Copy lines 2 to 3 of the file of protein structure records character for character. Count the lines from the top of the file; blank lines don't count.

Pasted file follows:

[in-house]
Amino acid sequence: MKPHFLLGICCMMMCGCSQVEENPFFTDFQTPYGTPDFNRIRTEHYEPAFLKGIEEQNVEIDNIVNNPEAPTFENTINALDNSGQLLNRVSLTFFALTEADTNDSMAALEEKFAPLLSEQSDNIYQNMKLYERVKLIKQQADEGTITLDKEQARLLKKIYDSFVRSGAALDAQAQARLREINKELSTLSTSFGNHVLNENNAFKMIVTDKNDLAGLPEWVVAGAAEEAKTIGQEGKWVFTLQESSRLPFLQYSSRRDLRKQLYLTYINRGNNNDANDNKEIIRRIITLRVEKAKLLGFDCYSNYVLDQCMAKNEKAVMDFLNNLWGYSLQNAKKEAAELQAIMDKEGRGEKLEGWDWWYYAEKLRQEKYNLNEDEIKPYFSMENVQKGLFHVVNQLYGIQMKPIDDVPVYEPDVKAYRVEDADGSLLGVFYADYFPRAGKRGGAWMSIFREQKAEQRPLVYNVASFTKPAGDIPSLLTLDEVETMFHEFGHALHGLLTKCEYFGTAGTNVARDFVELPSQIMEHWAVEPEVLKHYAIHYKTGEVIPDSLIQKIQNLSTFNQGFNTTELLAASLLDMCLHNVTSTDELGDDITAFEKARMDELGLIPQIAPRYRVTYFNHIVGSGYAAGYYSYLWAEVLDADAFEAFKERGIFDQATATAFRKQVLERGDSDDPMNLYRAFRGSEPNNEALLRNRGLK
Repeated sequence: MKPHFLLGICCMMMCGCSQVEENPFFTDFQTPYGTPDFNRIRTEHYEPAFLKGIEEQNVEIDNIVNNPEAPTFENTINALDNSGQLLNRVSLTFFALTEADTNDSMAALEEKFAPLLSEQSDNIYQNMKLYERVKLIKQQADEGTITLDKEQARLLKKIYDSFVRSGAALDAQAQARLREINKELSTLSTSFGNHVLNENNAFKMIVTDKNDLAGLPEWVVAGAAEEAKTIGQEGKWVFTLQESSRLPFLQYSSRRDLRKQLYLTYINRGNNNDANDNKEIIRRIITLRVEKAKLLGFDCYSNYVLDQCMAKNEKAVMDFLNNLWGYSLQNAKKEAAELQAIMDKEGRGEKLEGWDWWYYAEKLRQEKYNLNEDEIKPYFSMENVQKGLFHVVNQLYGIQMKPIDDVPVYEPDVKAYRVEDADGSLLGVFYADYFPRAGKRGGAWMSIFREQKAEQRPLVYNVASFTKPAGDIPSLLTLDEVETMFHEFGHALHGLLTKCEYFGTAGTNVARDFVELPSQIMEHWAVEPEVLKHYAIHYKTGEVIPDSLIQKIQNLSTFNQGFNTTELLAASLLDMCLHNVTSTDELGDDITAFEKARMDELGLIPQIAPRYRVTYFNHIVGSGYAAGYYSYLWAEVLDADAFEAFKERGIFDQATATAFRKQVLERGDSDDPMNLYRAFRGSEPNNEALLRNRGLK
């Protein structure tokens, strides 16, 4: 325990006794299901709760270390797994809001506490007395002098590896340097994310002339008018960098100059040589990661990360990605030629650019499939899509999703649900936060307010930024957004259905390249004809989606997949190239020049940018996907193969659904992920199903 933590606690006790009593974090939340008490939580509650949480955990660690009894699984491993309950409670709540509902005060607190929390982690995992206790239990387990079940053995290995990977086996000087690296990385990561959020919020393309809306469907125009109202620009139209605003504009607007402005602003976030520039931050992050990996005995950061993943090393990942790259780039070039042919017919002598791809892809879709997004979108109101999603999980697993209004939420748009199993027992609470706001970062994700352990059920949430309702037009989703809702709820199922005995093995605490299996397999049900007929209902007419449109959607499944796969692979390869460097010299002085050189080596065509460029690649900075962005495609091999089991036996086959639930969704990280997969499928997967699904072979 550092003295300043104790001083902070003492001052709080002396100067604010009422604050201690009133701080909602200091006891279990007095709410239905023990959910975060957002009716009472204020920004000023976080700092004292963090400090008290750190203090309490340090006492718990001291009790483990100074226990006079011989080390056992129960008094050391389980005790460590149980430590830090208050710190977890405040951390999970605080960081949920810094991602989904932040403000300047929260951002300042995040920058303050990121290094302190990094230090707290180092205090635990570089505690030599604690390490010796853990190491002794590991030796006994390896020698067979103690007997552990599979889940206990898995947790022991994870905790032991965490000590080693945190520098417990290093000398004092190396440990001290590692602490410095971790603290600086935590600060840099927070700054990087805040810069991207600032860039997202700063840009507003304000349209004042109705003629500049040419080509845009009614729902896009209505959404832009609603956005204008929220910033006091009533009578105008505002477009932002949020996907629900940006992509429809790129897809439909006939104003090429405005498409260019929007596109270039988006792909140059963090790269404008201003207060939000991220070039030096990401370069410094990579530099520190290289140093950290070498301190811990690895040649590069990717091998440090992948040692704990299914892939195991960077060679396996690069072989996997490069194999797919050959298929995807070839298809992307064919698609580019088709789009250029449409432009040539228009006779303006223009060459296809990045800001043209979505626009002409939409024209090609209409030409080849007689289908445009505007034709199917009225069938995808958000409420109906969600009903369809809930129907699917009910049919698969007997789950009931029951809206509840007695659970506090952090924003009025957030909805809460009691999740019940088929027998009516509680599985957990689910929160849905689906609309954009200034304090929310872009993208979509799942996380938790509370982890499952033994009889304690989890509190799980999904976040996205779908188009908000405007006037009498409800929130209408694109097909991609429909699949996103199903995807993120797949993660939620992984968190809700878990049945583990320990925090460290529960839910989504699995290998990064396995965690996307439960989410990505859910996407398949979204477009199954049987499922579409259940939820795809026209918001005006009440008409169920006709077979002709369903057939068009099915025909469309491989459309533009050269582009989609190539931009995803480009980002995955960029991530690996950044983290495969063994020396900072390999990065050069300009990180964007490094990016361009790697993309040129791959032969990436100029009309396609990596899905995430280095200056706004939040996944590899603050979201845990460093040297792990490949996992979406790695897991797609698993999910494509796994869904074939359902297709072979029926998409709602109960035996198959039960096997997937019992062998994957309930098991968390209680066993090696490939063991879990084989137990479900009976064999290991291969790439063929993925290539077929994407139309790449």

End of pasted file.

Amino acid sequence: MKPHFLLGICCMMMCGCSQVEENPFFTDFQTPYGTPDFNRIRTEHYEPAFLKGIEEQNVEIDNIVNNPEAPTFENTINALDNSGQLLNRVSLTFFALTEADTNDSMAALEEKFAPLLSEQSDNIYQNMKLYERVKLIKQQADEGTITLDKEQARLLKKIYDSFVRSGAALDAQAQARLREINKELSTLSTSFGNHVLNENNAFKMIVTDKNDLAGLPEWVVAGAAEEAKTIGQEGKWVFTLQESSRLPFLQYSSRRDLRKQLYLTYINRGNNNDANDNKEIIRRIITLRVEKAKLLGFDCYSNYVLDQCMAKNEKAVMDFLNNLWGYSLQNAKKEAAELQAIMDKEGRGEKLEGWDWWYYAEKLRQEKYNLNEDEIKPYFSMENVQKGLFHVVNQLYGIQMKPIDDVPVYEPDVKAYRVEDADGSLLGVFYADYFPRAGKRGGAWMSIFREQKAEQRPLVYNVASFTKPAGDIPSLLTLDEVETMFHEFGHALHGLLTKCEYFGTAGTNVARDFVELPSQIMEHWAVEPEVLKHYAIHYKTGEVIPDSLIQKIQNLSTFNQGFNTTELLAASLLDMCLHNVTSTDELGDDITAFEKARMDELGLIPQIAPRYRVTYFNHIVGSGYAAGYYSYLWAEVLDADAFEAFKERGIFDQATATAFRKQVLERGDSDDPMNLYRAFRGSEPNNEALLRNRGLK
Repeated sequence: MKPHFLLGICCMMMCGCSQVEENPFFTDFQTPYGTPDFNRIRTEHYEPAFLKGIEEQNVEIDNIVNNPEAPTFENTINALDNSGQLLNRVSLTFFALTEADTNDSMAALEEKFAPLLSEQSDNIYQNMKLYERVKLIKQQADEGTITLDKEQARLLKKIYDSFVRSGAALDAQAQARLREINKELSTLSTSFGNHVLNENNAFKMIVTDKNDLAGLPEWVVAGAAEEAKTIGQEGKWVFTLQESSRLPFLQYSSRRDLRKQLYLTYINRGNNNDANDNKEIIRRIITLRVEKAKLLGFDCYSNYVLDQCMAKNEKAVMDFLNNLWGYSLQNAKKEAAELQAIMDKEGRGEKLEGWDWWYYAEKLRQEKYNLNEDEIKPYFSMENVQKGLFHVVNQLYGIQMKPIDDVPVYEPDVKAYRVEDADGSLLGVFYADYFPRAGKRGGAWMSIFREQKAEQRPLVYNVASFTKPAGDIPSLLTLDEVETMFHEFGHALHGLLTKCEYFGTAGTNVARDFVELPSQIMEHWAVEPEVLKHYAIHYKTGEVIPDSLIQKIQNLSTFNQGFNTTELLAASLLDMCLHNVTSTDELGDDITAFEKARMDELGLIPQIAPRYRVTYFNHIVGSGYAAGYYSYLWAEVLDADAFEAFKERGIFDQATATAFRKQVLERGDSDDPMNLYRAFRGSEPNNEALLRNRGLK